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White Trash: The 400-Year Untold History of Class in America
Author:Nancy Isenberg

The study presented here reveals a complicated legacy. It’s not just a question of labeling the bottom at any given time. Rationalizing economic inequality has been an unconscious part of the national credo; poverty has been naturalized, often seen as something beyond human control. By this measure, poor whites had to be classified as a distinct breed. In other words, breeding was not about the cultivation of social manners or skills, but something far more sinister: an imposed inheritance. The language of class that America embraced played off English attitudes toward vagrancy, and marked a transatlantic fixation with animal husbandry, demography, and pedigree. The poor were not only described as waste, but as inferior animal stocks too.

Over the years, populist themes have emerged alongside more familiar derogatory images, but never with enough force to diminish the hostility projected onto impoverished rural whites. We have seen in recent decades the rise of tribal passions through the rediscovery of “redneck roots,” a proud movement that coursed through the 1980s and 1990s. More than a reaction to progressive changes in race relations, this shift was spurred on by a larger fascination with identity politics. Roots implied that class took on the traits (and allure) of an ethnic heritage, which in turn reflected the modern desire to measure class as merely a cultural phenomenon. But as evidenced in the popularity of the “reality TV” shows Duck Dynasty and Here Comes Honey Boo Boo in recent years, white trash in the twenty-first century remains fraught with the older baggage of stereotypes of the hopelessly ill bred.

A host of well-known and lesser-known figures contributed to the long saga of America’s embattled lowly breed. These include Benjamin Franklin, Thomas Jefferson, Davy Crockett, Harriet Beecher Stowe, Jefferson Davis, Andrew Johnson, W. E. B. Du Bois, Theodore Roosevelt, Erskine Caldwell, James Agee, Elvis Presley, Lyndon Baines Johnson, James Dickey, Billy Carter, Dolly Parton, William Jefferson Clinton, and Sarah Palin, to name a few. Examining their ideas, shifting public images, and self-images helps us to make greater sense of the curious and complicated story of American class identity.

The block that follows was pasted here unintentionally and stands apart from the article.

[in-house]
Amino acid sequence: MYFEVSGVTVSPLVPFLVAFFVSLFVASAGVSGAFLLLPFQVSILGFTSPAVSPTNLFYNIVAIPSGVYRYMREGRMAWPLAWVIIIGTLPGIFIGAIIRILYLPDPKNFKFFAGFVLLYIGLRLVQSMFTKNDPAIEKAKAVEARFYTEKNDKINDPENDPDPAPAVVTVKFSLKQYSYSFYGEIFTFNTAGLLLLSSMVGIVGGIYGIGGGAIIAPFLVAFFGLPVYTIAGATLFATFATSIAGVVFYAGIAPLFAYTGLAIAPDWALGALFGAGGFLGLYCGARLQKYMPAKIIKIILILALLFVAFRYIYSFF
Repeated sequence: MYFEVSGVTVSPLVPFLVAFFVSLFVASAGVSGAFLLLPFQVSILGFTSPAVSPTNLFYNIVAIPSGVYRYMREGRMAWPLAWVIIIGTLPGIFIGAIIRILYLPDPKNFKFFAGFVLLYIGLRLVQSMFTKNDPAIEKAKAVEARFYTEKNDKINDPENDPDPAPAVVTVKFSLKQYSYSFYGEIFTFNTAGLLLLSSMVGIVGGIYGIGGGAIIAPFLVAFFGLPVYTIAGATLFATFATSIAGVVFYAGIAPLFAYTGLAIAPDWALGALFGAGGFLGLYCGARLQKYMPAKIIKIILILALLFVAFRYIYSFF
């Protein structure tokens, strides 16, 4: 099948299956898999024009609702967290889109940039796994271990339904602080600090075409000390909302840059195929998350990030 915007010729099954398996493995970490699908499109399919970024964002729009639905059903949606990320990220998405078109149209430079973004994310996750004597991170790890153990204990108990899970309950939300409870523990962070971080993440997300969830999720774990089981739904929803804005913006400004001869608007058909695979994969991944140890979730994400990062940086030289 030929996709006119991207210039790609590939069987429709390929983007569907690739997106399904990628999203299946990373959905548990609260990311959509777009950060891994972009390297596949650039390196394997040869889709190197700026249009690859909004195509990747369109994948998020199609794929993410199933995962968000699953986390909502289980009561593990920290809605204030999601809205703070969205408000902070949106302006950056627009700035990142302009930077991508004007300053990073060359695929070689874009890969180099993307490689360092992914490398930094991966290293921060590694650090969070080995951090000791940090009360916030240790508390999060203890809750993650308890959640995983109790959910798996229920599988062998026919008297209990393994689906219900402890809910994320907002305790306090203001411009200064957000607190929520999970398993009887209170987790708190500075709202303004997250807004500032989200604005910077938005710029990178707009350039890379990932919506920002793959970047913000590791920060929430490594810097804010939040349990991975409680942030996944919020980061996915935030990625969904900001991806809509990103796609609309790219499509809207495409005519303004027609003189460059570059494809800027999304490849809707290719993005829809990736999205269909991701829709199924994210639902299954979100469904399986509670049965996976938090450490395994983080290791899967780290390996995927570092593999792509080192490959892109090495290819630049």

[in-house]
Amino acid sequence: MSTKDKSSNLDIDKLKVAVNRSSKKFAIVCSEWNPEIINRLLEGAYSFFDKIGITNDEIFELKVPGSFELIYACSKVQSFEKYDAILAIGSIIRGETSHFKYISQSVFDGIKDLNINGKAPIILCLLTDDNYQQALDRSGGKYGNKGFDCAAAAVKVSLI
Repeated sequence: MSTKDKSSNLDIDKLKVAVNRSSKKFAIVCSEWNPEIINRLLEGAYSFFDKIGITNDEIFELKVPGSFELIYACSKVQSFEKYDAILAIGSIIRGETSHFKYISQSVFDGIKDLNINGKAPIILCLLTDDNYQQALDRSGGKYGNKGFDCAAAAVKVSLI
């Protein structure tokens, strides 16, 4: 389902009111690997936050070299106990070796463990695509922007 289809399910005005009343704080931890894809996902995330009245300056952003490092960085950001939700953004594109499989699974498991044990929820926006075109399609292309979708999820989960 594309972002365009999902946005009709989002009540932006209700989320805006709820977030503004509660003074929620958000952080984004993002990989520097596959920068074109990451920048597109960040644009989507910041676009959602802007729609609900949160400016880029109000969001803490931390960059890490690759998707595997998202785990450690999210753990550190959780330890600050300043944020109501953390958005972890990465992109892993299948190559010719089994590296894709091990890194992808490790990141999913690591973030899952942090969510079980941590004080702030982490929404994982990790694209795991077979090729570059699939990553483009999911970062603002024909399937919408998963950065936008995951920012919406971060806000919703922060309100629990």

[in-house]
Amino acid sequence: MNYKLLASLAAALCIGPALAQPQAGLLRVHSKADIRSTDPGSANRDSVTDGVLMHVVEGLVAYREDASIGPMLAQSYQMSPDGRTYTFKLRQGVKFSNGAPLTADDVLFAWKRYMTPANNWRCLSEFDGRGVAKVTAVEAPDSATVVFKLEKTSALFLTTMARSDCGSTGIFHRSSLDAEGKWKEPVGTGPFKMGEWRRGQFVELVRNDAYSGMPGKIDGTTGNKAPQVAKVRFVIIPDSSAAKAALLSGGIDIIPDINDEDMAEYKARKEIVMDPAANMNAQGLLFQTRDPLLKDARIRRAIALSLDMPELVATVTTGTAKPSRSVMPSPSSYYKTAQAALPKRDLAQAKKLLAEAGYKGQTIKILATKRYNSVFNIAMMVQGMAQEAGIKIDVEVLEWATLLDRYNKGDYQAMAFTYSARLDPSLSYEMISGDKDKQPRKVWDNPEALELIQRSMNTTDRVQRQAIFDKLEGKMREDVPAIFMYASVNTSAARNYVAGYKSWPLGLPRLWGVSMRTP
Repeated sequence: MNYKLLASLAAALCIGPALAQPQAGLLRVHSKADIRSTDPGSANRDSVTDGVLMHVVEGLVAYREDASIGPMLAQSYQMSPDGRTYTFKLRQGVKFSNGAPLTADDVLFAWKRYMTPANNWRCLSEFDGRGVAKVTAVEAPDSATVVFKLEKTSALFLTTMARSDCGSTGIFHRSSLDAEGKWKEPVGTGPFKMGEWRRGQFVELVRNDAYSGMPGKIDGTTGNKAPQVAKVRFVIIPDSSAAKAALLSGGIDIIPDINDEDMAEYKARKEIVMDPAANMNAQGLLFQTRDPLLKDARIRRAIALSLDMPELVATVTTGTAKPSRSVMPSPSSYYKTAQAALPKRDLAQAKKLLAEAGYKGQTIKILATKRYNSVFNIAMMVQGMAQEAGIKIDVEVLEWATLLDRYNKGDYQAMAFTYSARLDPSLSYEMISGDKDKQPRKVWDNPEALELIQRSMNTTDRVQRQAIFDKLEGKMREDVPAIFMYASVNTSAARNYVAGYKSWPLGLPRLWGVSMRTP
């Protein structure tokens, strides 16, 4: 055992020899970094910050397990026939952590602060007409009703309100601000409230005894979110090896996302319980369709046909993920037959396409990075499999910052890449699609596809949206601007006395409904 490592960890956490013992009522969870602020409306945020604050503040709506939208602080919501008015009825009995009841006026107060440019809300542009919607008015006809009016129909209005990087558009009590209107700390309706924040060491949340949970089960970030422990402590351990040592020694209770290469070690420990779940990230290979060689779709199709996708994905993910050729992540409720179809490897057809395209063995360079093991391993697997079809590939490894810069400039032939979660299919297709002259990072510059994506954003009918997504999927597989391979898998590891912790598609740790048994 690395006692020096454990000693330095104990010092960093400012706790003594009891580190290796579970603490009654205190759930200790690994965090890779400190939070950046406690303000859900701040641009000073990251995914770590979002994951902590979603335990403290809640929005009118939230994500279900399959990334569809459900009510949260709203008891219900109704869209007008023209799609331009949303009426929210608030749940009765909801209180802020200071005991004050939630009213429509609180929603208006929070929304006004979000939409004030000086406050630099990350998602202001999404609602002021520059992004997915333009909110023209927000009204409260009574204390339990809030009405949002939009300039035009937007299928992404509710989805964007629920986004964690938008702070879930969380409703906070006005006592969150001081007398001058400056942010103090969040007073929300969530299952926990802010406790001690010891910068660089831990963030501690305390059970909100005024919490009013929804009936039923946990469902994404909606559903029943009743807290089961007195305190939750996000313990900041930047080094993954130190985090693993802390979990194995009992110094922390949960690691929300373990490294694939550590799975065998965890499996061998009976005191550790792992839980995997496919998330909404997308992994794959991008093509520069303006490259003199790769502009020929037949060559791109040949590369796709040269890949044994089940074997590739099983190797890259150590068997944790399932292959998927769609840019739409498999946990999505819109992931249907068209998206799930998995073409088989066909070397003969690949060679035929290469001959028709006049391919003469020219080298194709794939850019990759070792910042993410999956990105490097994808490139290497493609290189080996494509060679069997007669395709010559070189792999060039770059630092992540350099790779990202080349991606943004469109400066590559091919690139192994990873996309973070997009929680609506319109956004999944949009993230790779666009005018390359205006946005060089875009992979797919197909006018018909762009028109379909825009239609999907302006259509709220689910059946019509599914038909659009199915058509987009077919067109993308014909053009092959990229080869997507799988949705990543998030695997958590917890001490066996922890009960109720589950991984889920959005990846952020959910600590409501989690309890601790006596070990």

This book tells many stories, then. One is the importance of America’s rural past. Another, and arguably the most important, is the one we as a people have trouble embracing: the pervasiveness of a class hierarchy in the United States. It begins and ends with the concepts of land and property ownership: class identity and the material and metaphoric meaning of land are closely connected. For much of American history, the worst classes were seen as extrusions of the worst land: scrubby, barren, and swampy wasteland. Home ownership remains today the measure of social mobility.

My interest in this topic goes back to graduate school, where I was fortunate to have worked with two remarkable scholars whose approach to history shaped my professional career in significant ways. Gerda Lerner, my doctoral dissertation adviser, had a keen passion for demystifying ideologies, and she instilled in me a wariness for the limits of conventional wisdom. Paul Boyer was an intellectual historian with an amazing range, who wrote with subtlety and grace about Puritan New England, nineteenth-century moral reformers, and twentieth-century religious fundamentalists. The border town of San Benito, Texas, figures into my interest in this topic as well. It was my mother’s birthplace. Her father, John MacDougall, was a modern-day colonist, bringing settlers from Canada to farm the land.